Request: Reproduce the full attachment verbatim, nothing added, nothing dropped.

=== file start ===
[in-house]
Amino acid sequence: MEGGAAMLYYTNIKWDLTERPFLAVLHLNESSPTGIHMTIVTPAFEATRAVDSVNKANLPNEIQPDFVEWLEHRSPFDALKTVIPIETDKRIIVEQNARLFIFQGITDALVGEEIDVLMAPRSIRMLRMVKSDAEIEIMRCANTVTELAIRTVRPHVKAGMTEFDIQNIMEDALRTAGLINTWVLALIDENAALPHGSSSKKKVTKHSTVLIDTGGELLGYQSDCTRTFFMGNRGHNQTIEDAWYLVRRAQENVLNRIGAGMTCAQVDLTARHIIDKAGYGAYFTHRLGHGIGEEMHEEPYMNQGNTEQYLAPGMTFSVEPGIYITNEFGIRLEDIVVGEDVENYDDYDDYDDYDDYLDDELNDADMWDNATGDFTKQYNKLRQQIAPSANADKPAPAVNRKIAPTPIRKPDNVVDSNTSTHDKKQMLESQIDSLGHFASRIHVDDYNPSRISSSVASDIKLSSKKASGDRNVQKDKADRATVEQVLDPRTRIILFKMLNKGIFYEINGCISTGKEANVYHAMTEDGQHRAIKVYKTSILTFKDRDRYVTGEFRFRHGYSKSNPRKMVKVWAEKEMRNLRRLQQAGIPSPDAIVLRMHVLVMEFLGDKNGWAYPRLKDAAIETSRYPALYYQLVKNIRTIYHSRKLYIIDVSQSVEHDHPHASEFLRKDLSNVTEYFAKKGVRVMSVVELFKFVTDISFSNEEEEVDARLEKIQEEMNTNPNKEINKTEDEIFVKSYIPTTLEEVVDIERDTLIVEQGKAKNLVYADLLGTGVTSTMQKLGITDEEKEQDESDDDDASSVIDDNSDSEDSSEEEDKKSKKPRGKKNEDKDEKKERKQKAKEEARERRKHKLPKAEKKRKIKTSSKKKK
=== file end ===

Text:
[in-house]
Amino acid sequence: MEGGAAMLYYTNIKWDLTERPFLAVLHLNESSPTGIHMTIVTPAFEATRAVDSVNKANLPNEIQPDFVEWLEHRSPFDALKTVIPIETDKRIIVEQNARLFIFQGITDALVGEEIDVLMAPRSIRMLRMVKSDAEIEIMRCANTVTELAIRTVRPHVKAGMTEFDIQNIMEDALRTAGLINTWVLALIDENAALPHGSSSKKKVTKHSTVLIDTGGELLGYQSDCTRTFFMGNRGHNQTIEDAWYLVRRAQENVLNRIGAGMTCAQVDLTARHIIDKAGYGAYFTHRLGHGIGEEMHEEPYMNQGNTEQYLAPGMTFSVEPGIYITNEFGIRLEDIVVGEDVENYDDYDDYDDYDDYLDDELNDADMWDNATGDFTKQYNKLRQQIAPSANADKPAPAVNRKIAPTPIRKPDNVVDSNTSTHDKKQMLESQIDSLGHFASRIHVDDYNPSRISSSVASDIKLSSKKASGDRNVQKDKADRATVEQVLDPRTRIILFKMLNKGIFYEINGCISTGKEANVYHAMTEDGQHRAIKVYKTSILTFKDRDRYVTGEFRFRHGYSKSNPRKMVKVWAEKEMRNLRRLQQAGIPSPDAIVLRMHVLVMEFLGDKNGWAYPRLKDAAIETSRYPALYYQLVKNIRTIYHSRKLYIIDVSQSVEHDHPHASEFLRKDLSNVTEYFAKKGVRVMSVVELFKFVTDISFSNEEEEVDARLEKIQEEMNTNPNKEINKTEDEIFVKSYIPTTLEEVVDIERDTLIVEQGKAKNLVYADLLGTGVTSTMQKLGITDEEKEQDESDDDDASSVIDDNSDSEDSSEEEDKKSKKPRGKKNEDKDEKKERKQKAKEEARERRKHKLPKAEKKRKIKTSSKKKK